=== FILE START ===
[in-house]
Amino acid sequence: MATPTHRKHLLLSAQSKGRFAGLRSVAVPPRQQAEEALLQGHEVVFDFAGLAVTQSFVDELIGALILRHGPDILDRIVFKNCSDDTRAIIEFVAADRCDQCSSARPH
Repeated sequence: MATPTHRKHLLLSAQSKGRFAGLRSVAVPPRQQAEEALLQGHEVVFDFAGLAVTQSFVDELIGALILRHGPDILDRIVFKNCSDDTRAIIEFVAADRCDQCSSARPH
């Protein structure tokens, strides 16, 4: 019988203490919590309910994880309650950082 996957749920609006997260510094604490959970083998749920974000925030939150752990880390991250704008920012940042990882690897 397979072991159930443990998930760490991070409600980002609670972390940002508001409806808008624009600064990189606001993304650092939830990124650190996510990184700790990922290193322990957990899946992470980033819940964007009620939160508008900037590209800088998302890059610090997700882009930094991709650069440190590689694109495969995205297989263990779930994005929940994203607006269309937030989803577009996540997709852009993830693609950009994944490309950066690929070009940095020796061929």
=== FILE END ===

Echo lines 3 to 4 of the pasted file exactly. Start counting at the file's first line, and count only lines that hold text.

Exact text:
Repeated sequence: MATPTHRKHLLLSAQSKGRFAGLRSVAVPPRQQAEEALLQGHEVVFDFAGLAVTQSFVDELIGALILRHGPDILDRIVFKNCSDDTRAIIEFVAADRCDQCSSARPH
């Protein structure tokens, strides 16, 4: 019988203490919590309910994880309650950082 996957749920609006997260510094604490959970083998749920974000925030939150752990880390991250704008920012940042990882690897 397979072991159930443990998930760490991070409600980002609670972390940002508001409806808008624009600064990189606001993304650092939830990124650190996510990184700790990922290193322990957990899946992470980033819940964007009620939160508008900037590209800088998302890059610090997700882009930094991709650069440190590689694109495969995205297989263990779930994005929940994203607006269309937030989803577009996540997709852009993830693609950009994944490309950066690929070009940095020796061929």